Open Access

rdml: A Mathematica package for parsing and importing Real-Time qPCR data

BMC Research Notes201710:208

DOI: 10.1186/s13104-017-2533-9

Received: 17 February 2017

Accepted: 5 June 2017

Published: 12 June 2017

Abstract

Objective

The purpose and objective of the research presented is to provide a package for easy importing of Real-Time PCR data markup language (RDML) data to Mathematica.

Results

Real-Time qPCR is the most widely used experimental method for the accurate quantification of gene expression. To enable the straightforward archiving and sharing of qPCR data and its associated experimental information, an XML-based data standard was developed—the Real-Time PCR data markup language (RDML)—devised by the RDML consortium. Here, we present rdml, a package to parse and import RDML data into Mathematica, allowing the quick loading and extraction of relevant data, thus promoting the re-analysis, meta-analysis or experimental re-validation of gene expression data deposited in RDML format.

Keywords

Mathematica Wolfram RDML PCR qPCR DNA RNA

Background

Real-Time quantitative polymerase chain reaction (qPCR) is a sensitive and powerful experimental method routinely used in molecular biology labs for quantifying DNA and RNA. qPCR instruments collect a large set of data per run, providing the basis for the quantification and validation of PCR amplification products. An instrument-independent format to store and exchange these data collections was published in 2009 as the first version of the Real-Time qPCR data markup language (RDML) [1]. This is an XML-based data standard, containing not only the measurements from the thermocycler, but also the metadata necessary to fully characterize the experimental conditions used to obtain those results. However, it is not trivial to automatically extract all the relevant information from such a comprehensive and technique-specific XML-based format.

Main text

Accordingly, we have developed the rdml.m package, which extends Wolfram’s language functionality by allowing RDML version 1.2 files to be readily imported and loaded into Mathematica™ . The data from all mandatory and optional elements are validated first, and subsequently returned as a Dataset object; allowing the user to take full advantage of the recently introduced database-like operations for Dataset objects in Mathematica.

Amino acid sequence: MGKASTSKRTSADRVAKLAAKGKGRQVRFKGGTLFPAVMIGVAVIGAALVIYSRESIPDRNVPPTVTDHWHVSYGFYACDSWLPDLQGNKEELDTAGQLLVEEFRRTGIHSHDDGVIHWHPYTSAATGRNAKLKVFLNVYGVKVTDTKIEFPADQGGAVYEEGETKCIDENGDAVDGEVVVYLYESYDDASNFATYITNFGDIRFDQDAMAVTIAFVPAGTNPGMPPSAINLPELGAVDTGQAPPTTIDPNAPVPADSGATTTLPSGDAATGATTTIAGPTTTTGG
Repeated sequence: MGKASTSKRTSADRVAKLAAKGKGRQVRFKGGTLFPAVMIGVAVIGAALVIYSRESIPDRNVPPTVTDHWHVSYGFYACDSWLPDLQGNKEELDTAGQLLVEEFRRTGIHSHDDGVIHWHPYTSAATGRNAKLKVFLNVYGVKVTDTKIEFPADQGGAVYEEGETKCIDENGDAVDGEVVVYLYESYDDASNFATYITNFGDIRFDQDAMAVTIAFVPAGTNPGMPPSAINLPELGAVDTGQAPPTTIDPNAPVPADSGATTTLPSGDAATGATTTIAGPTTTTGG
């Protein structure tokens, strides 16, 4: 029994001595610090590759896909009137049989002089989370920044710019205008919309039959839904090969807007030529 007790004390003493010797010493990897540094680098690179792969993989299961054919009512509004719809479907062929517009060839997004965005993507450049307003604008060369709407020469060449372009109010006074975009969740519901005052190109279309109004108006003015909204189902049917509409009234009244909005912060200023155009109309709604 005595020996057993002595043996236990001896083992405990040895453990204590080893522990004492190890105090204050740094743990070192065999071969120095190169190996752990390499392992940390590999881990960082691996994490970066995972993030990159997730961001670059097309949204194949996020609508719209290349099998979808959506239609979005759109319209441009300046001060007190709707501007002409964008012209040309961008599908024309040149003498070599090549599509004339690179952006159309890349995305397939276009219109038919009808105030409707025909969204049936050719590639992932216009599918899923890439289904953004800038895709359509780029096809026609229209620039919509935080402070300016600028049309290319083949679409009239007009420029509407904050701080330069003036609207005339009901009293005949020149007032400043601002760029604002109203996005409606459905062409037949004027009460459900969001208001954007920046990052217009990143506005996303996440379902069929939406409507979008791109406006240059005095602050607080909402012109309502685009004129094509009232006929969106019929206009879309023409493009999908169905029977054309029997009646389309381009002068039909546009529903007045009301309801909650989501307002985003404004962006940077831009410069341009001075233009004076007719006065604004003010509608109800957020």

Making RDML data easily accessible is an important step toward promoting the peer-validation of published datasets managed by the RDML consortium (http://www.rdml.org/). There are a few software applications compatible with RDML, namely the RDML Ninja [2], qbase+ [3], RDML R package (https://github.com/kablag/RDML/), and LinRegPCR [4], of which only the first and the last fully support RDML version 1.2. Our package brings these data to Mathematica users wishing to take advantage of the symbolic character and new data query potential of the Wolfram Language, hence broadening the spectrum of software able to access, analyse and manipulate RDML data.

Two of the main advantages of this rdml package are: (1) the fact that it does not require the user to become familiarized with the sizeable RDML schema, and (2) it does not require an extensive learning of new package-specific functions. Instead, we have expanded the built-in Import function from Mathematica, making it directly capable of importing RDML files. For this, we registered specific import functions for the various RDML master elements: dateMade, dateUpdated, id, experimenter, documentation, dye, sample, target, thermalCyclingConditions and experiment. This registration is achieved by using the function ImportExport‘RegisterImport as indicated in (https://reference.wolfram.com/language/tutorial/DevelopingAnImportConverter.html). Additionally, we overload Import to allow it to automatically recognize the file extensions .rdml and .rdm.

The returned Dataset expression is a nested structure of lists and associations. The hierarchy in the returned object preserves the original hierarchy defined in the RDML schema v1.2. Each XML element that is not a leaf element, is either represented by an Association or a List. We use Associations for lists of RDML elements that have an id XML-attribute, using the id value as Key; XML elements with no id are represented as Lists. Leaf elements are converted to either Symbol (True or False), Integer, Real, String or DateObject. Special numeric codes such as INF are appropriately dealt with, being converted to Mathematica equivalent expressions, i.e., Infinity. Missing or non-schema-compliant elements are converted to Missing[NotAvailable].